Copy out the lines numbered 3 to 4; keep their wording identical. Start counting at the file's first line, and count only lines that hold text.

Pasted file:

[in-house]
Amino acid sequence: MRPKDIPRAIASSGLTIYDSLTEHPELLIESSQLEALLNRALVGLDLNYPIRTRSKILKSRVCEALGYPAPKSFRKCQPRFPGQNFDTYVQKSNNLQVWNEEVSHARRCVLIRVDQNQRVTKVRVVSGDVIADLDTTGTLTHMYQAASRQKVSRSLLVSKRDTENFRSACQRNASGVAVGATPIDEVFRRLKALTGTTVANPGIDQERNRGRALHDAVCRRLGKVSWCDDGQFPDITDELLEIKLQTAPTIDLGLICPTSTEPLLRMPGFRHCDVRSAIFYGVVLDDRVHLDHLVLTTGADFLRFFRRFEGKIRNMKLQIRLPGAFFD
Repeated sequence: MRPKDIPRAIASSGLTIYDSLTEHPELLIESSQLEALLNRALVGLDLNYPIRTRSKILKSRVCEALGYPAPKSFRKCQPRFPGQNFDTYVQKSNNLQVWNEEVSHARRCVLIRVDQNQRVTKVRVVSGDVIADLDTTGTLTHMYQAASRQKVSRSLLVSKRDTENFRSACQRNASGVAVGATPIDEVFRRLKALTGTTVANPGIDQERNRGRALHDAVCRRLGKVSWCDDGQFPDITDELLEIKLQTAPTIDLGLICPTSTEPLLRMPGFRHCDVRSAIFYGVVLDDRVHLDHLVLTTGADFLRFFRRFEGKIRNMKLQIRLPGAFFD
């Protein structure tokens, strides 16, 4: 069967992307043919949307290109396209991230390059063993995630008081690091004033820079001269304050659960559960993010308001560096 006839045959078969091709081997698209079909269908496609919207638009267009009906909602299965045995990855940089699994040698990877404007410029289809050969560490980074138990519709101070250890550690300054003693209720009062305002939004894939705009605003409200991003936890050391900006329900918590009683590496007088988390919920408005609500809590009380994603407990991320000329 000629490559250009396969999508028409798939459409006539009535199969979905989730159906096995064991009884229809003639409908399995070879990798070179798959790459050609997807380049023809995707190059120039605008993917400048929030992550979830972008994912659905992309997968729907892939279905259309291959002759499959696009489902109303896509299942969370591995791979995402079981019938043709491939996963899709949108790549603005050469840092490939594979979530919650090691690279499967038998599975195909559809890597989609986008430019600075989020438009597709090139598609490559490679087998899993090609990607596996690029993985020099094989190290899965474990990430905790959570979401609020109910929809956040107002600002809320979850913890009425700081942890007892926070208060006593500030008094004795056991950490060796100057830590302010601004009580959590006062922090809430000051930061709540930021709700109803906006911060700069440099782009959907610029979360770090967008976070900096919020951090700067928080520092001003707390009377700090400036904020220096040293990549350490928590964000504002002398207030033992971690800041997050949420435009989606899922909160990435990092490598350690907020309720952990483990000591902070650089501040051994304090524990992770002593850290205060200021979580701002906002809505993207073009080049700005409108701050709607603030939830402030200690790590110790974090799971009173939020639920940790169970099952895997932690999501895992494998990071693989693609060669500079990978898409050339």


Repeated sequence: MRPKDIPRAIASSGLTIYDSLTEHPELLIESSQLEALLNRALVGLDLNYPIRTRSKILKSRVCEALGYPAPKSFRKCQPRFPGQNFDTYVQKSNNLQVWNEEVSHARRCVLIRVDQNQRVTKVRVVSGDVIADLDTTGTLTHMYQAASRQKVSRSLLVSKRDTENFRSACQRNASGVAVGATPIDEVFRRLKALTGTTVANPGIDQERNRGRALHDAVCRRLGKVSWCDDGQFPDITDELLEIKLQTAPTIDLGLICPTSTEPLLRMPGFRHCDVRSAIFYGVVLDDRVHLDHLVLTTGADFLRFFRRFEGKIRNMKLQIRLPGAFFD
């Protein structure tokens, strides 16, 4: 069967992307043919949307290109396209991230390059063993995630008081690091004033820079001269304050659960559960993010308001560096 006839045959078969091709081997698209079909269908496609919207638009267009009906909602299965045995990855940089699994040698990877404007410029289809050969560490980074138990519709101070250890550690300054003693209720009062305002939004894939705009605003409200991003936890050391900006329900918590009683590496007088988390919920408005609500809590009380994603407990991320000329 000629490559250009396969999508028409798939459409006539009535199969979905989730159906096995064991009884229809003639409908399995070879990798070179798959790459050609997807380049023809995707190059120039605008993917400048929030992550979830972008994912659905992309997968729907892939279905259309291959002759499959696009489902109303896509299942969370591995791979995402079981019938043709491939996963899709949108790549603005050469840092490939594979979530919650090691690279499967038998599975195909559809890597989609986008430019600075989020438009597709090139598609490559490679087998899993090609990607596996690029993985020099094989190290899965474990990430905790959570979401609020109910929809956040107002600002809320979850913890009425700081942890007892926070208060006593500030008094004795056991950490060796100057830590302010601004009580959590006062922090809430000051930061709540930021709700109803906006911060700069440099782009959907610029979360770090967008976070900096919020951090700067928080520092001003707390009377700090400036904020220096040293990549350490928590964000504002002398207030033992971690800041997050949420435009989606899922909160990435990092490598350690907020309720952990483990000591902070650089501040051994304090524990992770002593850290205060200021979580701002906002809505993207073009080049700005409108701050709607603030939830402030200690790590110790974090799971009173939020639920940790169970099952895997932690999501895992494998990071693989693609060669500079990978898409050339």